One definition of insanity is when you expect different outcome while doing the same thing again and again. What different (or new) things you are ready to do to make this marriage work? Marriage and family counsellors help people to find a common ground where both parties can have a new start (even if the couple finds that divorce is the only way out that would also save time and energy of all sides).

By The Way

Dry cleaning for Mushrooms?

Did you ever notice that when you clean Mushrooms it soaks up water like a sponge? Then release it later while cooking (which can change the consistency of recipes). Try "dry cleaning" your favourite fungi. Don't get alarmed by the idea folks. Its easy and gives you good results. Just get yourself a soft bristle brush. Lightly moisten the brush (a rag will also do) with water, and gently wipe the mushrooms clean.


By Iffat Nawaz

The Mongol on last Tuesday

There is something liberating about mid-week parties don't you think? The impromptu or the planned ones. To get through the hump day (Wednesday), Tuesday hangouts have always been my favorite. I feel like Tuesday is the day that saves the weekdays, it's a day after the culprit Monday mornings that only drain and challenge your professionalism to personalism (I know this is not a word). It's better than Wednesday when you are finally too busy to look left or right, and better than Thursday, which promises the fast coming weekend but doesn't do anything to bring it nearer. So I make a divine effort to have the best weekday, on Tuesdays…It's my get-alert, get-chilled and get- with-it day, and I love the Bengali name for it, Mongol…
so to seek Mongol last Tuesday I ended up at one of those mid-week hang outs.

I was at one of one my favorite spot in the city, a roof top that looks over the whole area, one of those pricy buildings in town that makes you feel temporary blessed. The wind blew gently through the curls and strands of our long and short hair, the greasy and spicy food delicately served and even more delicately chewed, and I, like others around me slipped into my social self, trying to be articulate with intelligent. Yes, it's a chore but there is really no other way when you live in a city where dogs definitely eat dogs, and long conversations might not lead you to friendship but new arenas of corporate linkages…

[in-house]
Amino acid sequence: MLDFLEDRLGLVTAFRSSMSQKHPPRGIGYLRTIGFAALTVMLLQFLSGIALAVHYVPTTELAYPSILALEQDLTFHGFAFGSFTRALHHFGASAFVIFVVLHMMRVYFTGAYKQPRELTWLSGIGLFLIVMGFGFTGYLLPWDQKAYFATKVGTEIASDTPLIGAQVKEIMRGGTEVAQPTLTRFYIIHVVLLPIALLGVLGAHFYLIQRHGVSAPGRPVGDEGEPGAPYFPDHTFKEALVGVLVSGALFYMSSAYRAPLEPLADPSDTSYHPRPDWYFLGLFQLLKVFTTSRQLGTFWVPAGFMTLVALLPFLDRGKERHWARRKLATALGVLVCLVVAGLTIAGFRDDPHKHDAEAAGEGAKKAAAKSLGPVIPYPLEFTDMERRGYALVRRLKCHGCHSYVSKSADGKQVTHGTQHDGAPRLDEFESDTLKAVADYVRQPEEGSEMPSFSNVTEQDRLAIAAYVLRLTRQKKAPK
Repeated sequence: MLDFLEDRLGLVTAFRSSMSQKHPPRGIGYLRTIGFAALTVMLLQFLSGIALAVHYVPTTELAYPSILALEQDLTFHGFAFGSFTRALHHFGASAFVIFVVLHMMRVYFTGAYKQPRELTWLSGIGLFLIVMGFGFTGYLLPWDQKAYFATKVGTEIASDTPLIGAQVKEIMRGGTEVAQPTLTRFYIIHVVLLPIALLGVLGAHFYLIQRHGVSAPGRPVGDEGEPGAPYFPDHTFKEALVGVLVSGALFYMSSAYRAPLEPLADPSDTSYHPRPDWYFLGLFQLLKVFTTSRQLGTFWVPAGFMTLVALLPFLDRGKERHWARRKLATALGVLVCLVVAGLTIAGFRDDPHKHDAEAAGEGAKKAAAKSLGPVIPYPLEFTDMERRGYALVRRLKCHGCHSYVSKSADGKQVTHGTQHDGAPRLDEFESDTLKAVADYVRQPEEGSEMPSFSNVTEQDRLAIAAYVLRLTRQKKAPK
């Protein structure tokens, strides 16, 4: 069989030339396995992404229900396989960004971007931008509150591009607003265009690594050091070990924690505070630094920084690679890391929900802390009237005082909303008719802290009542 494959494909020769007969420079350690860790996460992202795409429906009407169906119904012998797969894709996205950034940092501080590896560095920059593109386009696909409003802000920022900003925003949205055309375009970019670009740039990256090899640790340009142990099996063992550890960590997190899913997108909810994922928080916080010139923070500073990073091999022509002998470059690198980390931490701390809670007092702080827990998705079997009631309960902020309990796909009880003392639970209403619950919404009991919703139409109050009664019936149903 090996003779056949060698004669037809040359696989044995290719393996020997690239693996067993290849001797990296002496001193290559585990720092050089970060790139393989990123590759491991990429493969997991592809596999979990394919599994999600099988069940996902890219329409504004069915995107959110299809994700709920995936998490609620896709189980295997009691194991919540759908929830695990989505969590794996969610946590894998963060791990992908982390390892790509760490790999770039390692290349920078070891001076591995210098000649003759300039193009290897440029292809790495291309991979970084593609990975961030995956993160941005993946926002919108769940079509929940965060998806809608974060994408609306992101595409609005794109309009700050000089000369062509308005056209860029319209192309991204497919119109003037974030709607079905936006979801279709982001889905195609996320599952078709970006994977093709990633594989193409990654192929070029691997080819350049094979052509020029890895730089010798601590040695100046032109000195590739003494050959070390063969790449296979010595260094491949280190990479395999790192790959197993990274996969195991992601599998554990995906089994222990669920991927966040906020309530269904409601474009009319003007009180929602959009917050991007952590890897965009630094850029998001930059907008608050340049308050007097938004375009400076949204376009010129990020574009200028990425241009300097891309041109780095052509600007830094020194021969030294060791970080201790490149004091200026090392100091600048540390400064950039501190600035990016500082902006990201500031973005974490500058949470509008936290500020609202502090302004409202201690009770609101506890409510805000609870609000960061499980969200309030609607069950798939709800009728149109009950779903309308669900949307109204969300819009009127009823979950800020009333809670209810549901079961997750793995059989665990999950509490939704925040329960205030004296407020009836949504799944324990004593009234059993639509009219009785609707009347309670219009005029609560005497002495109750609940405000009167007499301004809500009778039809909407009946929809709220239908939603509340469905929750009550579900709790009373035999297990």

so we all with our relaxed bodies worked our alert minds.

And it was in between those conversations about yoga, dancing, Karl Rove, Russian literature that world traveling and homeless people became a topic right after someone defended Gandhi (if he was a Politician or just a spiritual leader). I found myself in the middle of a conversation with a bright woman in her 30s, who had gone as close to Bangladesh as Kolkata during one of her eastern world visits and wanted to visit Bangladesh in the next one year. I was amazed and excited too. A friend just to annoy me asked her "and why would you go to Bangladesh? I can bring you back mosquitoes and pirated DVDs from South America during my next business trip." I ignored the comment but then made a similar comment myself by asking her "why?"

So she told me about Kolkata and she told me about Bengal, which coming from a non-Bengali perspective sounded foreign to me. She told me about the houses she visited in Kolkata, how they eat off of each other's plates, how they would let go of the bed so she can have a good night sleep and the whole family would sleep on the floor, how name dropping worked, how monsoon brought gardenias at the least expected corners, how Bengal was still not as pretentious like Bombay or Delhi. She told me how people were giving in a way she had never experienced, how the word "friend" meant so much more in those counties than it does here, how here a favor is a favor and there a favor is actually a duty...

She asked me how hanging out in Dhaka was, and I tried to explain, but strangely I couldn't explain it. And the best I could say was, "oh it's hang out in roof tops and good food…it's humid with occasional thunderstorms, it's full of little kids in the streets without shirts but bright smiles"…and for some reason I myself wasn't really understanding what I was saying so I shut up…

But after talking to her I missed Dhaka, Dhaka that I can never define right, Dhaka that I understand yet can't do justice to. I left that night with the realization how a pair of blue eyes can often help the dark brown ones that I own to see, and how the blond hair can encourage my dark locks to once again long for the humid monsoon breeze to wet it with cloudy tears…